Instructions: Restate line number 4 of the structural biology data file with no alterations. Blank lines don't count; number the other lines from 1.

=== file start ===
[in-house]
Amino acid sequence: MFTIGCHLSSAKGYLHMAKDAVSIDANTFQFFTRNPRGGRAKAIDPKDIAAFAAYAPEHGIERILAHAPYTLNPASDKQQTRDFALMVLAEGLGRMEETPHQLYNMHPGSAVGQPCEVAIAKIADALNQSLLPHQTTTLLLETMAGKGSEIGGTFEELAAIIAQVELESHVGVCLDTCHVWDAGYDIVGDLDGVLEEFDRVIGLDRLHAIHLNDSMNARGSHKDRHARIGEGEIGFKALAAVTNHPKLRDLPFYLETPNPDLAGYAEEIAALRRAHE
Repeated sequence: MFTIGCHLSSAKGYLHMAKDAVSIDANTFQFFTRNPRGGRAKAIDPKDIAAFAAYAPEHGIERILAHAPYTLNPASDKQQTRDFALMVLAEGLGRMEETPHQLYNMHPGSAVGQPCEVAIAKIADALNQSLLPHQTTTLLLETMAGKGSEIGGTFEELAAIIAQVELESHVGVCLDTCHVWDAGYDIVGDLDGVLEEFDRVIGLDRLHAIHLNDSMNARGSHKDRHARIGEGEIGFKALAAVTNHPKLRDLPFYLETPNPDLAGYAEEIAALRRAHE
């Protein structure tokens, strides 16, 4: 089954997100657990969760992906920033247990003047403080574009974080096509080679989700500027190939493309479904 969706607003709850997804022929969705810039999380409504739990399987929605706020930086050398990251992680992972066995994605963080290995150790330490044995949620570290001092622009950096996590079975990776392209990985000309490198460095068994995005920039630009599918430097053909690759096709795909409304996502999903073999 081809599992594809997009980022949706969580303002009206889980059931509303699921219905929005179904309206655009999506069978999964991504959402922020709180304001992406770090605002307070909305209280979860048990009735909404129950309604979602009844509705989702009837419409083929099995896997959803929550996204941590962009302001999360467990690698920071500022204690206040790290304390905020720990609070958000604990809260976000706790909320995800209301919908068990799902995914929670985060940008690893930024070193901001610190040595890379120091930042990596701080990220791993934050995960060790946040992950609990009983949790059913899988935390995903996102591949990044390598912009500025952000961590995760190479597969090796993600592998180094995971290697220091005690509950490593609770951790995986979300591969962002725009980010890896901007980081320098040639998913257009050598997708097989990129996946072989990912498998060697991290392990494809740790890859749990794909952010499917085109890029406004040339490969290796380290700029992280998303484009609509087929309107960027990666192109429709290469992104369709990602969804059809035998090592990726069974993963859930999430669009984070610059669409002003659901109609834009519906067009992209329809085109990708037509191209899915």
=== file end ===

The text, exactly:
């Protein structure tokens, strides 16, 4: 089954997100657990969760992906920033247990003047403080574009974080096509080679989700500027190939493309479904 969706607003709850997804022929969705810039999380409504739990399987929605706020930086050398990251992680992972066995994605963080290995150790330490044995949620570290001092622009950096996590079975990776392209990985000309490198460095068994995005920039630009599918430097053909690759096709795909409304996502999903073999 081809599992594809997009980022949706969580303002009206889980059931509303699921219905929005179904309206655009999506069978999964991504959402922020709180304001992406770090605002307070909305209280979860048990009735909404129950309604979602009844509705989702009837419409083929099995896997959803929550996204941590962009302001999360467990690698920071500022204690206040790290304390905020720990609070958000604990809260976000706790909320995800209301919908068990799902995914929670985060940008690893930024070193901001610190040595890379120091930042990596701080990220791993934050995960060790946040992950609990009983949790059913899988935390995903996102591949990044390598912009500025952000961590995760190479597969090796993600592998180094995971290697220091005690509950490593609770951790995986979300591969962002725009980010890896901007980081320098040639998913257009050598997708097989990129996946072989990912498998060697991290392990494809740790890859749990794909952010499917085109890029406004040339490969290796380290700029992280998303484009609509087929309107960027990666192109429709290469992104369709990602969804059809035998090592990726069974993963859930999430669009984070610059669409002003659901109609834009519906067009992209329809085109990708037509191209899915």